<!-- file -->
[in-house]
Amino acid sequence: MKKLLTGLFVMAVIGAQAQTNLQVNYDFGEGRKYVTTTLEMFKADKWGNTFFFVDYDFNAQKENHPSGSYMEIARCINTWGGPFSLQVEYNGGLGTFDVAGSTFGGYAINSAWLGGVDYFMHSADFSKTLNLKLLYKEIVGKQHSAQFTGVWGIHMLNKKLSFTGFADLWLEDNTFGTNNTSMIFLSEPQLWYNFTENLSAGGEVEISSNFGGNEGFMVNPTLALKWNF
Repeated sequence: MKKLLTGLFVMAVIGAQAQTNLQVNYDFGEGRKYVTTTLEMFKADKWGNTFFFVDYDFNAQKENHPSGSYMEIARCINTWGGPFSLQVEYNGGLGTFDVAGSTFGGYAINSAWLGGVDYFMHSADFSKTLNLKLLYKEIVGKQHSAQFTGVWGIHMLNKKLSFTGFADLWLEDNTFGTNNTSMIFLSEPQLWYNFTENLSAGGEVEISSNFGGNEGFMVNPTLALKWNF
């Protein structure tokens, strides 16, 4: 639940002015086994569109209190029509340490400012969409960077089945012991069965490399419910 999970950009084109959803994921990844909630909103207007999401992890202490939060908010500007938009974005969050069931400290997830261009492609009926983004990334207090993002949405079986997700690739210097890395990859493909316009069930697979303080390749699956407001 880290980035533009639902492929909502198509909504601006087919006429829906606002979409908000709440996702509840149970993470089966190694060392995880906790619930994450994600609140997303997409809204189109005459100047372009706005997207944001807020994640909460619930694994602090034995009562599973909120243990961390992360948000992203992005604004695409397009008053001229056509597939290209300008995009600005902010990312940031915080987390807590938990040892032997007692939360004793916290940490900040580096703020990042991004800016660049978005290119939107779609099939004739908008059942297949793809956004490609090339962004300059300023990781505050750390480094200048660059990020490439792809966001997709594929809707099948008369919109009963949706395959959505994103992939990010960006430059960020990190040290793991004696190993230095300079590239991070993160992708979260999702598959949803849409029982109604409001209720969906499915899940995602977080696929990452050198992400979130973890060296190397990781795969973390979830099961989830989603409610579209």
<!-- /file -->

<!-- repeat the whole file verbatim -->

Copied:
[in-house]
Amino acid sequence: MKKLLTGLFVMAVIGAQAQTNLQVNYDFGEGRKYVTTTLEMFKADKWGNTFFFVDYDFNAQKENHPSGSYMEIARCINTWGGPFSLQVEYNGGLGTFDVAGSTFGGYAINSAWLGGVDYFMHSADFSKTLNLKLLYKEIVGKQHSAQFTGVWGIHMLNKKLSFTGFADLWLEDNTFGTNNTSMIFLSEPQLWYNFTENLSAGGEVEISSNFGGNEGFMVNPTLALKWNF
Repeated sequence: MKKLLTGLFVMAVIGAQAQTNLQVNYDFGEGRKYVTTTLEMFKADKWGNTFFFVDYDFNAQKENHPSGSYMEIARCINTWGGPFSLQVEYNGGLGTFDVAGSTFGGYAINSAWLGGVDYFMHSADFSKTLNLKLLYKEIVGKQHSAQFTGVWGIHMLNKKLSFTGFADLWLEDNTFGTNNTSMIFLSEPQLWYNFTENLSAGGEVEISSNFGGNEGFMVNPTLALKWNF
């Protein structure tokens, strides 16, 4: 639940002015086994569109209190029509340490400012969409960077089945012991069965490399419910 999970950009084109959803994921990844909630909103207007999401992890202490939060908010500007938009974005969050069931400290997830261009492609009926983004990334207090993002949405079986997700690739210097890395990859493909316009069930697979303080390749699956407001 880290980035533009639902492929909502198509909504601006087919006429829906606002979409908000709440996702509840149970993470089966190694060392995880906790619930994450994600609140997303997409809204189109005459100047372009706005997207944001807020994640909460619930694994602090034995009562599973909120243990961390992360948000992203992005604004695409397009008053001229056509597939290209300008995009600005902010990312940031915080987390807590938990040892032997007692939360004793916290940490900040580096703020990042991004800016660049978005290119939107779609099939004739908008059942297949793809956004490609090339962004300059300023990781505050750390480094200048660059990020490439792809966001997709594929809707099948008369919109009963949706395959959505994103992939990010960006430059960020990190040290793991004696190993230095300079590239991070993160992708979260999702598959949803849409029982109604409001209720969906499915899940995602977080696929990452050198992400979130973890060296190397990781795969973390979830099961989830989603409610579209």